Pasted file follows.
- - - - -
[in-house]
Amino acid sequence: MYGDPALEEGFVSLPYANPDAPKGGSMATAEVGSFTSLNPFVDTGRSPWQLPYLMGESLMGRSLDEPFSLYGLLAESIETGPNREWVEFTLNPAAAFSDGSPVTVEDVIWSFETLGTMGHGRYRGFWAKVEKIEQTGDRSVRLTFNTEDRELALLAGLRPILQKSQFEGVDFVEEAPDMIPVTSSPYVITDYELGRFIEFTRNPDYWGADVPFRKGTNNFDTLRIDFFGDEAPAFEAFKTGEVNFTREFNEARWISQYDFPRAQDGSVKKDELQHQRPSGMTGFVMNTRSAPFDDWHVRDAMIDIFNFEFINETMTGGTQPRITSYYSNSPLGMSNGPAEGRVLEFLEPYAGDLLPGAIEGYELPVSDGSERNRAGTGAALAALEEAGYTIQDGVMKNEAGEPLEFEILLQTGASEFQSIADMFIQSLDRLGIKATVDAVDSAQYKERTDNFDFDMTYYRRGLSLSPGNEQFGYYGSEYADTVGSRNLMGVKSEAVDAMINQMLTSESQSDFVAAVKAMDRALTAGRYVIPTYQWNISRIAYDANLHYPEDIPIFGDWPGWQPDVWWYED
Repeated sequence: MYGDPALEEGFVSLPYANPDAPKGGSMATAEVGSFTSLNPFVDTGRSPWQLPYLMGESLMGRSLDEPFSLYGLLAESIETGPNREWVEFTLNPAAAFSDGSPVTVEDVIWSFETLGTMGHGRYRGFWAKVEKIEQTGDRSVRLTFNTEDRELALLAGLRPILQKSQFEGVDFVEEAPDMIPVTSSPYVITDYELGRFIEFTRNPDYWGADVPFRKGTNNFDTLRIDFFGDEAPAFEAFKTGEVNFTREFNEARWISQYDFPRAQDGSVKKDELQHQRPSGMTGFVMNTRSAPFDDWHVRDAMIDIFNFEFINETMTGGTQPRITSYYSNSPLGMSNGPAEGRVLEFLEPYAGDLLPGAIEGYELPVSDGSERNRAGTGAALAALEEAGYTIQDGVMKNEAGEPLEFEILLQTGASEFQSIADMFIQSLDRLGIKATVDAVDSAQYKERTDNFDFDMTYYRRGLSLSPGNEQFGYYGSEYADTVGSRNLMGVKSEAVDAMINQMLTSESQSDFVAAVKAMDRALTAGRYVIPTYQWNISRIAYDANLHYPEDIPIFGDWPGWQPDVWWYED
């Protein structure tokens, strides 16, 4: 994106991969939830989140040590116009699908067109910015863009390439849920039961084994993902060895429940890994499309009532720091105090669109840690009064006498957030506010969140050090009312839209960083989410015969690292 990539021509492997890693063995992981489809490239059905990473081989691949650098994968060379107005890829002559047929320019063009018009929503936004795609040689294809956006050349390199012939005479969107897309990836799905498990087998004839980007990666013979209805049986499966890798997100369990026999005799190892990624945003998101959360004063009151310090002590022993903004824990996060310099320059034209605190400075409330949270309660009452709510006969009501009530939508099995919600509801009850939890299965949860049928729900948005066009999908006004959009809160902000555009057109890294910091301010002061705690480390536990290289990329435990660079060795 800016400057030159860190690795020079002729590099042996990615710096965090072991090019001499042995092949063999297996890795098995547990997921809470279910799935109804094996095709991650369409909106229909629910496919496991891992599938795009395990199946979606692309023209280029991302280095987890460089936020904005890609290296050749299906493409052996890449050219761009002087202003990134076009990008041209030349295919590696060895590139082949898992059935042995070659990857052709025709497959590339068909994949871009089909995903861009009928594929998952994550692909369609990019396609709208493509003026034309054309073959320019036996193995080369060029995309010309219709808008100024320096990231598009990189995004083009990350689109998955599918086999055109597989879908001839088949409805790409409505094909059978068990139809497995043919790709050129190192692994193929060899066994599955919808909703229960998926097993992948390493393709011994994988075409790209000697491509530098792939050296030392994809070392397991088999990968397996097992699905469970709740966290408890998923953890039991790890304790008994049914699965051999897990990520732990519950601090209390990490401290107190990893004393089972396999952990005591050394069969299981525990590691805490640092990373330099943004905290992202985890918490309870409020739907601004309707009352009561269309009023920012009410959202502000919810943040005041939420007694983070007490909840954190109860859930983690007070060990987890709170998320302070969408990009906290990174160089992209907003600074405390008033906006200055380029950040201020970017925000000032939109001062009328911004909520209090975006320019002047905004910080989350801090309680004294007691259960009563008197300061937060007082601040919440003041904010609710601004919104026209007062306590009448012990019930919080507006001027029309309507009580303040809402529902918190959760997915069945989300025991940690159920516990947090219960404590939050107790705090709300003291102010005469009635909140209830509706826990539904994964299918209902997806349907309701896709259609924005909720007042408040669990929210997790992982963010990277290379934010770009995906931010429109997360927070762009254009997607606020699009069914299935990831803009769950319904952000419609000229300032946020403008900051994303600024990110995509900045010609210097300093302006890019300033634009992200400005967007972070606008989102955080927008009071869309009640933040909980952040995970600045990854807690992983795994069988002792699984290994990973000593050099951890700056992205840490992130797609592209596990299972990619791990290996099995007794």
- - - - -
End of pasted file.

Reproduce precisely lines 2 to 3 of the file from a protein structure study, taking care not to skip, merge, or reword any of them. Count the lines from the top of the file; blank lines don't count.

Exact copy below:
Amino acid sequence: MYGDPALEEGFVSLPYANPDAPKGGSMATAEVGSFTSLNPFVDTGRSPWQLPYLMGESLMGRSLDEPFSLYGLLAESIETGPNREWVEFTLNPAAAFSDGSPVTVEDVIWSFETLGTMGHGRYRGFWAKVEKIEQTGDRSVRLTFNTEDRELALLAGLRPILQKSQFEGVDFVEEAPDMIPVTSSPYVITDYELGRFIEFTRNPDYWGADVPFRKGTNNFDTLRIDFFGDEAPAFEAFKTGEVNFTREFNEARWISQYDFPRAQDGSVKKDELQHQRPSGMTGFVMNTRSAPFDDWHVRDAMIDIFNFEFINETMTGGTQPRITSYYSNSPLGMSNGPAEGRVLEFLEPYAGDLLPGAIEGYELPVSDGSERNRAGTGAALAALEEAGYTIQDGVMKNEAGEPLEFEILLQTGASEFQSIADMFIQSLDRLGIKATVDAVDSAQYKERTDNFDFDMTYYRRGLSLSPGNEQFGYYGSEYADTVGSRNLMGVKSEAVDAMINQMLTSESQSDFVAAVKAMDRALTAGRYVIPTYQWNISRIAYDANLHYPEDIPIFGDWPGWQPDVWWYED
Repeated sequence: MYGDPALEEGFVSLPYANPDAPKGGSMATAEVGSFTSLNPFVDTGRSPWQLPYLMGESLMGRSLDEPFSLYGLLAESIETGPNREWVEFTLNPAAAFSDGSPVTVEDVIWSFETLGTMGHGRYRGFWAKVEKIEQTGDRSVRLTFNTEDRELALLAGLRPILQKSQFEGVDFVEEAPDMIPVTSSPYVITDYELGRFIEFTRNPDYWGADVPFRKGTNNFDTLRIDFFGDEAPAFEAFKTGEVNFTREFNEARWISQYDFPRAQDGSVKKDELQHQRPSGMTGFVMNTRSAPFDDWHVRDAMIDIFNFEFINETMTGGTQPRITSYYSNSPLGMSNGPAEGRVLEFLEPYAGDLLPGAIEGYELPVSDGSERNRAGTGAALAALEEAGYTIQDGVMKNEAGEPLEFEILLQTGASEFQSIADMFIQSLDRLGIKATVDAVDSAQYKERTDNFDFDMTYYRRGLSLSPGNEQFGYYGSEYADTVGSRNLMGVKSEAVDAMINQMLTSESQSDFVAAVKAMDRALTAGRYVIPTYQWNISRIAYDANLHYPEDIPIFGDWPGWQPDVWWYED